Proposing essential legal reforms
Ibefore would like to present an open reso lution for some important reforms
Parliament. A house that stood for the rule of law whenever dictators or usurpers tried to abridge the Constitution or infringe upon the fundamental rights of our fellow citizens. I feel honoured to be a member of the legal profession. I acknowledge and admire the sacrifices for the rule of law and the independence of the judiciary. I look up to your wisdom and invite your gracious attention to following issues. The training of our young lawyers, underpinning their professionalism and performance is not adequately prioritized by our bar associations, our law colleges and universities and our government. Let us resolve to play an active role in the capacity building of young lawyers via continuous legal education, a national law clerkship programme and more extensive pro bono legal aid work. A young lawyer in Pakistan faces a dilemma: either to start Email:firstname.lastname@example.org practicing without proper onthe-job professional training, or face long-term financial constraints working with senior members of the bar. There are only a few law firm jobs that pay a young lawyer enough to raise a family. So the bar needs to be concerned about younger members. Our young members are petted as heroes in any movement for the rule of law and the independence of the judiciary. However, during normal times, they are deprived of proper mentoring and professional support. So I urge senior members of the bar to support our younger members and channel their energy into the mainstream of the profession.
It may be appreciated that many young lawyers do not have flagship degrees but they are backbone of this profession. Grassroots lawyers in Pakistan have ability and desire to make things happen. So let us focus on capacity building of young lawyers through continuous legal education including organised short courses in bar councils, judicial academies and law schools, as well as their engagement with Supreme Court, High Courts, District Courts, Attorney General and Advocate General’s office under a national law clerkship program. Employing young lawyers with senior members in research, drafting and arguments on a division-of-work/fee basis will help them and profession at large.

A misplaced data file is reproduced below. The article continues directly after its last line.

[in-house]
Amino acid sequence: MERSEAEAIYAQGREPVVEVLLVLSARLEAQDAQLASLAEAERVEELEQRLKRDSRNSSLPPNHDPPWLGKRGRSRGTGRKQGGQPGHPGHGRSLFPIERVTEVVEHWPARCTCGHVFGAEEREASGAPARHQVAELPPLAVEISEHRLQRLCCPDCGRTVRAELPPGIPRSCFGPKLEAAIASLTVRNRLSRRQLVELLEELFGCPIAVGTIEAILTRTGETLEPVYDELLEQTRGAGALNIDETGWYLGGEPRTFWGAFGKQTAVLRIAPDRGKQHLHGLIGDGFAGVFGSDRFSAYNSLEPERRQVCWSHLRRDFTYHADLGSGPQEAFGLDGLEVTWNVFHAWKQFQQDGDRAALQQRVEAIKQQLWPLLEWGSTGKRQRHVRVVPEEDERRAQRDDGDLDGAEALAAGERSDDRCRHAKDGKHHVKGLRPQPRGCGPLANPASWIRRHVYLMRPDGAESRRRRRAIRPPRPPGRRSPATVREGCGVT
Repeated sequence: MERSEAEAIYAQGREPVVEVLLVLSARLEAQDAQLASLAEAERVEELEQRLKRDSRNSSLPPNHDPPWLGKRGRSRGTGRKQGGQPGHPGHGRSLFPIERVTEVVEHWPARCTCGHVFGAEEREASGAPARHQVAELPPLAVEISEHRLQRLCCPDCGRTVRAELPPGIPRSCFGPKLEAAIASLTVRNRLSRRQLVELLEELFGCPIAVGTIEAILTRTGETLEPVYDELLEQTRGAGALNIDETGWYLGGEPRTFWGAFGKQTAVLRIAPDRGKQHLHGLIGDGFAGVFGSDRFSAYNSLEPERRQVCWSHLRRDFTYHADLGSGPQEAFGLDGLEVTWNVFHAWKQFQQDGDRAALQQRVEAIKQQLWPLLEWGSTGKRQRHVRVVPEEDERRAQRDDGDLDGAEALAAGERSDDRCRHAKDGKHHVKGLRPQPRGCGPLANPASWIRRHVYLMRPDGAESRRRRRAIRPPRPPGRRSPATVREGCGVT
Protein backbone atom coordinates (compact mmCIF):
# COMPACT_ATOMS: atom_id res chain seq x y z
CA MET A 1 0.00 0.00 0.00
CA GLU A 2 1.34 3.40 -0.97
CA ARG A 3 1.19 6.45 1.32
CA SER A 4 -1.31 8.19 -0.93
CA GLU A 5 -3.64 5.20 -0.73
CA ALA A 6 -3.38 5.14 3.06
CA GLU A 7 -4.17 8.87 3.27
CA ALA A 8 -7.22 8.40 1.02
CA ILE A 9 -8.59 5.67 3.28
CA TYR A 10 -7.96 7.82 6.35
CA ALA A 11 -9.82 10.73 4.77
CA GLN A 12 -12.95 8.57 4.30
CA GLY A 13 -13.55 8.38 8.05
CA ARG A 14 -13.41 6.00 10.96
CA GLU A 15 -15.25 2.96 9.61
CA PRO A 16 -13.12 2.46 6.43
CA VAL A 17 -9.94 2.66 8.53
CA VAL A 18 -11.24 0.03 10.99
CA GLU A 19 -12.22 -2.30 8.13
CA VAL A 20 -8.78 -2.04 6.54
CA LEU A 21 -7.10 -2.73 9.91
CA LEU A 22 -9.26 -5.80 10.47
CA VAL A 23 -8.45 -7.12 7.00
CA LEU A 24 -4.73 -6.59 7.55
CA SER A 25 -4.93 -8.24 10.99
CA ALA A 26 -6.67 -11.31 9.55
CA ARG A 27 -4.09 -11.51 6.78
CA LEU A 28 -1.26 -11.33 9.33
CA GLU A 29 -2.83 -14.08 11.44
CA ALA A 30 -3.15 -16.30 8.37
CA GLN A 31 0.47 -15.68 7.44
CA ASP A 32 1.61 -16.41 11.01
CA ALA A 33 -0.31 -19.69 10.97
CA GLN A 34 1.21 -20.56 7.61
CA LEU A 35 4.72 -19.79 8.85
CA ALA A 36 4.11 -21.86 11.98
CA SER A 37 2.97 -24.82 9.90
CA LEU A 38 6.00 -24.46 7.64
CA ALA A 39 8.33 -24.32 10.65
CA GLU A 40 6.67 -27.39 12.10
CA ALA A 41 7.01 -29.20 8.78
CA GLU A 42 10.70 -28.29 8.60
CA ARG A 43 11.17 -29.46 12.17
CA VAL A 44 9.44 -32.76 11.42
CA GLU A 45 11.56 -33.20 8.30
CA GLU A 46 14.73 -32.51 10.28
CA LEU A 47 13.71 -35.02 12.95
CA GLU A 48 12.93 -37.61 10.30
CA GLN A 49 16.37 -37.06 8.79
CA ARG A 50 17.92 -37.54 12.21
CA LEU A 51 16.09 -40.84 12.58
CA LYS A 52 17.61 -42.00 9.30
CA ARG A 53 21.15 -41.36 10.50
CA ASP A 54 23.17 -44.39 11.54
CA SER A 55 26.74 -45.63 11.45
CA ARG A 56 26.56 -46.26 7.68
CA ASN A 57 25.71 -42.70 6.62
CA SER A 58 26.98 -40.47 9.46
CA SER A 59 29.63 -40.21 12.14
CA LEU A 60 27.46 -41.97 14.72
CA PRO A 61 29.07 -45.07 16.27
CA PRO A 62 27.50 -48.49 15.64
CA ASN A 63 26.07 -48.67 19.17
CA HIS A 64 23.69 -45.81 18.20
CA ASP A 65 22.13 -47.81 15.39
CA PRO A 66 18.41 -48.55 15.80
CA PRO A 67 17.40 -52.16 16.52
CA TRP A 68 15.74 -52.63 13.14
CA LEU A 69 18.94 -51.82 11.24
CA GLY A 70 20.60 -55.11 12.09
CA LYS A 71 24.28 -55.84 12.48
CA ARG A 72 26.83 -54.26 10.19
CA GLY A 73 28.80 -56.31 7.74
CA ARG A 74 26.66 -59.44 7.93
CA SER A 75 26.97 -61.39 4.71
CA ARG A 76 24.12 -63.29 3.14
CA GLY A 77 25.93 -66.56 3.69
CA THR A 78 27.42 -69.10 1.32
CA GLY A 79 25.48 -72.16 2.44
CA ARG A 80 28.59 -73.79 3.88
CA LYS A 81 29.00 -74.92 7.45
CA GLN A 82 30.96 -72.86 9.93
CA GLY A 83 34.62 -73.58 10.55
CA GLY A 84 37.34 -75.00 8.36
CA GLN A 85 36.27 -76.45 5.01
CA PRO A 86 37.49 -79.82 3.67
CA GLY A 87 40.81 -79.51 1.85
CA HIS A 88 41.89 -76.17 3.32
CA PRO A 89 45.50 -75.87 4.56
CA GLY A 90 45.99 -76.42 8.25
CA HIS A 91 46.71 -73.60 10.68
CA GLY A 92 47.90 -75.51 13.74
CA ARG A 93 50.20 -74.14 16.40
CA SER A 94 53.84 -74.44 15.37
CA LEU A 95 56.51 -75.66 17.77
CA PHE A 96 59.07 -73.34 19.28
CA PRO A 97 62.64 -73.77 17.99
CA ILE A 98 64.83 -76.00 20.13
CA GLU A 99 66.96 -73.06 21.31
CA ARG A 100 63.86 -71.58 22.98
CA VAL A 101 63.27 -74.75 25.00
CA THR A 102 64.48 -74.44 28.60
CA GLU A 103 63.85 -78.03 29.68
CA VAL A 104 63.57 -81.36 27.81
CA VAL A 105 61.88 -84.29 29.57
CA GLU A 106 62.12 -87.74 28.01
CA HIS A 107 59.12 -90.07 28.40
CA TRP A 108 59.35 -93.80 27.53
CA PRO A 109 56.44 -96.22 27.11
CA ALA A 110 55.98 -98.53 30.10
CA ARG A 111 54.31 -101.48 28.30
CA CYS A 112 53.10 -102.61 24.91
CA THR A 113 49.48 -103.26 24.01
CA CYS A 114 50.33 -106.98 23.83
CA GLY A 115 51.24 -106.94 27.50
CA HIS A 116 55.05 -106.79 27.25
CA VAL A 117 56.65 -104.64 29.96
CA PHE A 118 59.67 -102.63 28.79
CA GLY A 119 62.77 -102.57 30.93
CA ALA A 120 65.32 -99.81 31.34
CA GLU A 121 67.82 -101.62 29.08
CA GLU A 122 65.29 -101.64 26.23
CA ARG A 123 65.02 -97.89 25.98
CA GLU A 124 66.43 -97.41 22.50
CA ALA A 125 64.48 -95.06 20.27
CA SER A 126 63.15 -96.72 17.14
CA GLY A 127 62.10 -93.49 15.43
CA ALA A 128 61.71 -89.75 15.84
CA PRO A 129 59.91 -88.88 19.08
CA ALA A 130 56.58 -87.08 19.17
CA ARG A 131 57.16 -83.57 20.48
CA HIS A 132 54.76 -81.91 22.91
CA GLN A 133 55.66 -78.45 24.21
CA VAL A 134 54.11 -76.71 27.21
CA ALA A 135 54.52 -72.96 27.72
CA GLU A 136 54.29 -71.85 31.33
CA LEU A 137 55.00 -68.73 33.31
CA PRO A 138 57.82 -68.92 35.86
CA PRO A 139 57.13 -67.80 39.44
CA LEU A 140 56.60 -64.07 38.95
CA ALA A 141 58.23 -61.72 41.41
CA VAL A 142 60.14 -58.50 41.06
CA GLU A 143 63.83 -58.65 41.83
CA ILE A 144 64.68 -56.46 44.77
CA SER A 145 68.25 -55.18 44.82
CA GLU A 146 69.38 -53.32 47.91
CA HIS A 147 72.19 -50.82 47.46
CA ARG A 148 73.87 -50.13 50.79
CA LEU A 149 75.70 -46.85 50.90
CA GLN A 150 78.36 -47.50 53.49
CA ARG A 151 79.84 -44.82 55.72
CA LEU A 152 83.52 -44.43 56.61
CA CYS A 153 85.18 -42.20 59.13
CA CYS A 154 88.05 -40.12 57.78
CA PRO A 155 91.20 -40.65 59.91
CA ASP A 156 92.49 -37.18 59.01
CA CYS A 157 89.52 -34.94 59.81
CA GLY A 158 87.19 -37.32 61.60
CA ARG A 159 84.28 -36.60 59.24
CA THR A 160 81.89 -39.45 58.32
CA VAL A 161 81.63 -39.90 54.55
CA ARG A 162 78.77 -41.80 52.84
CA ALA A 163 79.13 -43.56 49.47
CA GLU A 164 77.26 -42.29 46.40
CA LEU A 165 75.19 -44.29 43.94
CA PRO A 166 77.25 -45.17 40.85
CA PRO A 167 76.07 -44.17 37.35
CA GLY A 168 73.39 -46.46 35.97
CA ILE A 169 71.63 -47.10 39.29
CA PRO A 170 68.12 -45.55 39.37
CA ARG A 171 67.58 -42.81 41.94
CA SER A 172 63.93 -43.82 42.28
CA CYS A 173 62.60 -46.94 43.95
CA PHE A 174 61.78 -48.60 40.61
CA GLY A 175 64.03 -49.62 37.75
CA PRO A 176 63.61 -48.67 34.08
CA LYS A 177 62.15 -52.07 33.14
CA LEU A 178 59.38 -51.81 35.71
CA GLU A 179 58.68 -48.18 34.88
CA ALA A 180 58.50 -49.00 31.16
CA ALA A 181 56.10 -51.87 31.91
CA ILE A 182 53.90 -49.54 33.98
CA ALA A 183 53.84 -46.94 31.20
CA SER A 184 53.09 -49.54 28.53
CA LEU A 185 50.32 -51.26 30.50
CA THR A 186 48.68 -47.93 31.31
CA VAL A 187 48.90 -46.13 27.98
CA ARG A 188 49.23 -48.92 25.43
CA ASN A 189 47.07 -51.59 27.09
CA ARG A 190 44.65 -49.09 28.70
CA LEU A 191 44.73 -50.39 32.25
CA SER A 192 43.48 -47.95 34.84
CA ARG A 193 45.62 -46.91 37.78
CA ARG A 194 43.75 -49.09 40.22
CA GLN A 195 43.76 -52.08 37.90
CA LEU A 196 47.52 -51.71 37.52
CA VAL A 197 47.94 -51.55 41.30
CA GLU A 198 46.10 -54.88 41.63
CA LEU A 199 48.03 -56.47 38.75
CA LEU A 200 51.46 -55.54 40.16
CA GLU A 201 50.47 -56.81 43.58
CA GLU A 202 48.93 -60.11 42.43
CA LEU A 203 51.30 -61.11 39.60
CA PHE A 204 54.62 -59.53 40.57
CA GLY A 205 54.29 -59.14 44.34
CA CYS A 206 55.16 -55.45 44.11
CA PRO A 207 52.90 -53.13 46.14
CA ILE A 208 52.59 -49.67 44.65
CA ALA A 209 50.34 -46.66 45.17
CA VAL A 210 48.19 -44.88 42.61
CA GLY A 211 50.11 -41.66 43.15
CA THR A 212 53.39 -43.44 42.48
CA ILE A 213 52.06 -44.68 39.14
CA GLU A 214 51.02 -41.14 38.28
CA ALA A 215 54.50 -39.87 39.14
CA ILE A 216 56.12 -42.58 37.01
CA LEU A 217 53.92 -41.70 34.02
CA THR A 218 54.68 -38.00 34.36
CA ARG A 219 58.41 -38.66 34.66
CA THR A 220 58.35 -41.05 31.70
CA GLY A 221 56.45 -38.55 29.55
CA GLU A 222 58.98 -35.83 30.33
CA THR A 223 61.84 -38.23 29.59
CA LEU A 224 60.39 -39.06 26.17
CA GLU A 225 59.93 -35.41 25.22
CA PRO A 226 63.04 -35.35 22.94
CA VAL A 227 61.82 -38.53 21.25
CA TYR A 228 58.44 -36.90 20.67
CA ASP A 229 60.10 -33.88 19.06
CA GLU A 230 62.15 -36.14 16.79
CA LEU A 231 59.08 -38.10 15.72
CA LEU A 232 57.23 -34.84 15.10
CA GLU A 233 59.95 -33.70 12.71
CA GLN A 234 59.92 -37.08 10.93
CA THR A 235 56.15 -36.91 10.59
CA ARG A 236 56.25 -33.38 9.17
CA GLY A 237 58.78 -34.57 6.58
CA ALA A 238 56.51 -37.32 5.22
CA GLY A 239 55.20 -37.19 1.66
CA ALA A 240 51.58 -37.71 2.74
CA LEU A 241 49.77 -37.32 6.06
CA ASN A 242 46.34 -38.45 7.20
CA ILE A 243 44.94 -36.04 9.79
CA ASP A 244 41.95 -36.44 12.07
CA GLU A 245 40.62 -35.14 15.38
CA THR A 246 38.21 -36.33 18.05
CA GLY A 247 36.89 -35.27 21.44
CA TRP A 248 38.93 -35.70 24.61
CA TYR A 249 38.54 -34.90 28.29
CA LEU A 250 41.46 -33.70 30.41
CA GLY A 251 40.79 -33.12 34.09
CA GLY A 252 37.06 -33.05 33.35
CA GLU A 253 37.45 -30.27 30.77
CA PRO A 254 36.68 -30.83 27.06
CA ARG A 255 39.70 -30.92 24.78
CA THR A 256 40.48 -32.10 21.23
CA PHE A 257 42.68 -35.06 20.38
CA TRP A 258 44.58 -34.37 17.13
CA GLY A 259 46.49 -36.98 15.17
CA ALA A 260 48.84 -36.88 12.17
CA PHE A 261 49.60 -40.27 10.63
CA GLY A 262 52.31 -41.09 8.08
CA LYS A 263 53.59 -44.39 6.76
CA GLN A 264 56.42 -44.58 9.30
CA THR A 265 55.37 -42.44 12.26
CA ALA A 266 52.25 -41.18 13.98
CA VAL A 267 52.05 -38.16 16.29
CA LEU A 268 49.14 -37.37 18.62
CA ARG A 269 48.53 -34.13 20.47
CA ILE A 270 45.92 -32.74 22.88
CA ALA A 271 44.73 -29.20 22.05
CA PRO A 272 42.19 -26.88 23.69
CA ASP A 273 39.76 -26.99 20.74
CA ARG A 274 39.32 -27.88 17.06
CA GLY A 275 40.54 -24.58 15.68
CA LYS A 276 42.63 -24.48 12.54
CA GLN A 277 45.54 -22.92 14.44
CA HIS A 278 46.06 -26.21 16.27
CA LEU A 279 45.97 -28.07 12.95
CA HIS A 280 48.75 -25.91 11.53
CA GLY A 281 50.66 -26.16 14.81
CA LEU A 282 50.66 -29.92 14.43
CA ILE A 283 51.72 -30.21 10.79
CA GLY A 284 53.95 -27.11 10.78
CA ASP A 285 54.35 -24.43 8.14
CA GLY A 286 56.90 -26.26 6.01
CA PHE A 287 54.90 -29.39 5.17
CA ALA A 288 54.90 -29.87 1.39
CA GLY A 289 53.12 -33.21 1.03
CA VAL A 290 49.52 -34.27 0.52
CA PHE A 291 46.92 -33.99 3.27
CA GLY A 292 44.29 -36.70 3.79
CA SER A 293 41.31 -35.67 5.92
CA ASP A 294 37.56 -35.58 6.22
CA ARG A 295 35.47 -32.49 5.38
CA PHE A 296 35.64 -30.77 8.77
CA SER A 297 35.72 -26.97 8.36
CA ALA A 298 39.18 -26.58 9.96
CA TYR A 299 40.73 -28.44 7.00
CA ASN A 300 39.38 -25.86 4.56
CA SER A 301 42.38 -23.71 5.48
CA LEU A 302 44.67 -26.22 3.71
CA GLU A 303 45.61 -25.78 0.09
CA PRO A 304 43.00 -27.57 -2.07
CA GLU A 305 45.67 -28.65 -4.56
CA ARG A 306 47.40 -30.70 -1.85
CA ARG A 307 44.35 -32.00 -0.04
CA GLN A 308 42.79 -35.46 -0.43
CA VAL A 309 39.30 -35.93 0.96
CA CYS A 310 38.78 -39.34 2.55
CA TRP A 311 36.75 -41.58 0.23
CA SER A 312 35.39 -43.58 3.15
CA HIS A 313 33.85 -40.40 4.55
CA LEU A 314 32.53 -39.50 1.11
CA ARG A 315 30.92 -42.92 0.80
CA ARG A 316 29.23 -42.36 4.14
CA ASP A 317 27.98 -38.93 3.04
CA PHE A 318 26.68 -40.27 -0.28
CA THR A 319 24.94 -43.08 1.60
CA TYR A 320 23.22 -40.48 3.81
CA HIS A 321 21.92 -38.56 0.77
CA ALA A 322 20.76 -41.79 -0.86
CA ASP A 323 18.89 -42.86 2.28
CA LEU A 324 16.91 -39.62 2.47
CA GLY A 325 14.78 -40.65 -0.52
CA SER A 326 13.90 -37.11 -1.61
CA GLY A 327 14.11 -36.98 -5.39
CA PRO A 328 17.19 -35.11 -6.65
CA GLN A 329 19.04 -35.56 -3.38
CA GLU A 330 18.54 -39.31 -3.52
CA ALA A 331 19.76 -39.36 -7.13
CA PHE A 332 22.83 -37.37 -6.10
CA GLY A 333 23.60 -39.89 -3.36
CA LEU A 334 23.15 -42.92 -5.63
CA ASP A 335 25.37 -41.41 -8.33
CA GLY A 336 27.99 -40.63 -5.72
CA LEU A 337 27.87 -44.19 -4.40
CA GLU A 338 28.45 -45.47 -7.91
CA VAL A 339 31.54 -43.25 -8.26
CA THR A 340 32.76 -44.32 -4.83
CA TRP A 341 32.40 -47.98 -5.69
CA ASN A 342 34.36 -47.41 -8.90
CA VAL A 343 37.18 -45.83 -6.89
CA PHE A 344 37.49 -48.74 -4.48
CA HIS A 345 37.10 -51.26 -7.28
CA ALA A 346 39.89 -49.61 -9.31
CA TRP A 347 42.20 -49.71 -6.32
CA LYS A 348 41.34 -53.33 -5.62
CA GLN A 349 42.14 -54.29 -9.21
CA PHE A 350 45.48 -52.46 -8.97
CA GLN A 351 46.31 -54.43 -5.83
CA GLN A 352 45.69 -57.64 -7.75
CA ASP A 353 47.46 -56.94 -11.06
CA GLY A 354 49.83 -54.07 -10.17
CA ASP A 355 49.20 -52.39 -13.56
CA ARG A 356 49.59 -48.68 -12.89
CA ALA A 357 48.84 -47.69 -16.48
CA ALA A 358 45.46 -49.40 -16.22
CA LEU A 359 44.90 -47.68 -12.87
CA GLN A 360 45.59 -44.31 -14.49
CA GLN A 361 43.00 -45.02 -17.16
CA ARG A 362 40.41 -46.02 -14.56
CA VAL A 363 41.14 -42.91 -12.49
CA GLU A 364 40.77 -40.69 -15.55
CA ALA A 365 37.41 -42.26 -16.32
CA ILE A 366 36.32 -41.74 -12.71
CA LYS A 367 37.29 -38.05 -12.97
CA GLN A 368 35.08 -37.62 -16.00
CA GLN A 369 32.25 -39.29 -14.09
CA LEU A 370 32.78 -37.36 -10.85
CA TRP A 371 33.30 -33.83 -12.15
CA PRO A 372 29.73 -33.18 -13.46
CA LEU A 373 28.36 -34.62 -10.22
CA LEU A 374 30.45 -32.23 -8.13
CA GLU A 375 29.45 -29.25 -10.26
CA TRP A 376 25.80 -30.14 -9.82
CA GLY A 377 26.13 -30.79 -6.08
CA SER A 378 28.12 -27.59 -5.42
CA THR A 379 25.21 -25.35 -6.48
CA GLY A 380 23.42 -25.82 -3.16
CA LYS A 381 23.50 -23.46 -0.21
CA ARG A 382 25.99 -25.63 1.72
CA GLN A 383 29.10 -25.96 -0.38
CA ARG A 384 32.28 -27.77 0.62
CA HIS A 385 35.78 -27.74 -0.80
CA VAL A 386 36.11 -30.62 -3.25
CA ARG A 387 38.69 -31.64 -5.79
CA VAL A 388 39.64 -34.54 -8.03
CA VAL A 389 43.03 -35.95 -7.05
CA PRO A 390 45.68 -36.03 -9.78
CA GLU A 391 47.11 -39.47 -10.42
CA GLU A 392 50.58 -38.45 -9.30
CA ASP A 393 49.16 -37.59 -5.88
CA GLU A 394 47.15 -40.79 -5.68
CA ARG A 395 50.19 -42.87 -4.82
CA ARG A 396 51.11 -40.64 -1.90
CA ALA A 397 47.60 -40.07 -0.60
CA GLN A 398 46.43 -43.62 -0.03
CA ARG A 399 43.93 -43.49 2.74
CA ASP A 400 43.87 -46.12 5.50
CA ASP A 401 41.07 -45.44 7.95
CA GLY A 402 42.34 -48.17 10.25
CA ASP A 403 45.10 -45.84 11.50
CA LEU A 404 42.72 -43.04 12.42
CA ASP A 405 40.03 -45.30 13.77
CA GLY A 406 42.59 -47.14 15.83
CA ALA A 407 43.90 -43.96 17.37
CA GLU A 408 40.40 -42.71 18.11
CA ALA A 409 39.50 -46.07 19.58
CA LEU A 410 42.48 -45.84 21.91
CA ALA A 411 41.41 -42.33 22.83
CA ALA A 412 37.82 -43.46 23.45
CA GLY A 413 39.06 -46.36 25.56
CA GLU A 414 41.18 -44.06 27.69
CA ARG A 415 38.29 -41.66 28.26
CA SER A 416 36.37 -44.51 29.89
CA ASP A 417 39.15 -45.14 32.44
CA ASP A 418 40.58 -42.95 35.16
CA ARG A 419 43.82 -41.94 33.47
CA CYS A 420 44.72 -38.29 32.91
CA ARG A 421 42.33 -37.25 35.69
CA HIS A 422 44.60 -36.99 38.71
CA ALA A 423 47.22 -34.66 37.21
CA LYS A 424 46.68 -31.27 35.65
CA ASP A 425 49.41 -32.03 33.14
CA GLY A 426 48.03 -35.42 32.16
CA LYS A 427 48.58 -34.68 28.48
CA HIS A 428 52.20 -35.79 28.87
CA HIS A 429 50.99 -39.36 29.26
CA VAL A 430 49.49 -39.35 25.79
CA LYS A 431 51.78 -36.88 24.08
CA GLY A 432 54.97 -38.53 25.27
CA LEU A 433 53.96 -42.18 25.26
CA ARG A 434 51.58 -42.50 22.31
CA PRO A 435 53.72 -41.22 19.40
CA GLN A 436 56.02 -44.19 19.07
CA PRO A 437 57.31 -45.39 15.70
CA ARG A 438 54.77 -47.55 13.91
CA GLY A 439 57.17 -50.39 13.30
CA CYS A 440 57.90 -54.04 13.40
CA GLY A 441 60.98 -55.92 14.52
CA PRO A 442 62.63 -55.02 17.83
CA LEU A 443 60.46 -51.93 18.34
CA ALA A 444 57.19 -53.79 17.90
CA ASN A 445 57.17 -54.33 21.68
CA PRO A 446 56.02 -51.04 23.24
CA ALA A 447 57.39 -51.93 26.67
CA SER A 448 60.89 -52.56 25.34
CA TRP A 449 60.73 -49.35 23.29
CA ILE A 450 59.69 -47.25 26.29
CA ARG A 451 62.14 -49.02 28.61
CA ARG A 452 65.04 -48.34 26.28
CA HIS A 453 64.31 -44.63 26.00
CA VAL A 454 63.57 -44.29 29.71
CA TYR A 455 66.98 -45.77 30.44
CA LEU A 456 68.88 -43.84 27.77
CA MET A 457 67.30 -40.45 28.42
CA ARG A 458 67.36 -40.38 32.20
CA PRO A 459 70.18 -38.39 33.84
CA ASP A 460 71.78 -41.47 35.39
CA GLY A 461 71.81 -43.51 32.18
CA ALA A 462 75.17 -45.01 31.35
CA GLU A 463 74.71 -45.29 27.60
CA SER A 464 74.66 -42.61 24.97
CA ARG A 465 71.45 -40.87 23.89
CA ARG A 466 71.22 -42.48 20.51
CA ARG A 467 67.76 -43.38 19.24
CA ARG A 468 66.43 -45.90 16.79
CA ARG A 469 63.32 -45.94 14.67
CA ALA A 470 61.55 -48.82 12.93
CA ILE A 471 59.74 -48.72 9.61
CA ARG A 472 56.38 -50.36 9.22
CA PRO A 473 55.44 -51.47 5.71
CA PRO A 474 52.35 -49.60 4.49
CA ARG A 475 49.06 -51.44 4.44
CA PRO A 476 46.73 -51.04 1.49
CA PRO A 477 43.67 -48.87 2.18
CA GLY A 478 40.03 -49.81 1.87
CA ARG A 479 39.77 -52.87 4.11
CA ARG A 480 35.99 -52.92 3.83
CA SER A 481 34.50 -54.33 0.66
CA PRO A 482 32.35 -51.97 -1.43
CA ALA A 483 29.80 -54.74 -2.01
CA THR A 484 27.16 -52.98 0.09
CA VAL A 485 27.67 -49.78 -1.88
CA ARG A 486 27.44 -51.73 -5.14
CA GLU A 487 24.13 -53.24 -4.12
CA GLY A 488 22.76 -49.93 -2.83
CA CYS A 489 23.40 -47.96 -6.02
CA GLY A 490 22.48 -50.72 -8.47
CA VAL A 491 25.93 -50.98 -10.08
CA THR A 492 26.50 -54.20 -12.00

Moreover, the bar councils may amend Pakistan Bar Council Legal Education Rules, 1978, and Pakistan Bar Council Free Legal Aid Scheme, 1998, and generate special funds to put these ideas into practice seeking additional support from government and international organisations. We suffer from the perception that we have a weak judicial system. Let us resolve that we will strengthen our judicial system by making the appointment processes within the higher judiciary more transparent via providing a doubleended constitutional mechanism for the nomination of judges first by High Courts and then through the Judicial Commission of Pakistan.
The World Justice Project (WJP) Rule of Law Index 2015 ranks Pakistan at 98 out of 102 countries factoring the state of corruption, order and security, fundamental rights, civil justice and the criminal justice system, etc. In many countries, judicial appointments are a collaborative process without any concerns about sacrificing independence of judiciary. If we strengthen our higher judiciary, it would eventually influence performance of the district judiciary as well. It is proposed that the judges in both the higher and the lower courts may be provided training in case management, etc. Furthermore, trained staff facilitating in the management and disposal of cases should be provided to the judges. We have a good judiciary, however, on balance, our judicial system seems to fail in the steering of an ever-increasing workload. So it is high time to learn from other jurisdictions and use these lessons in reforming our judicial system. — The writer is a practicing lawyer based in Lahore.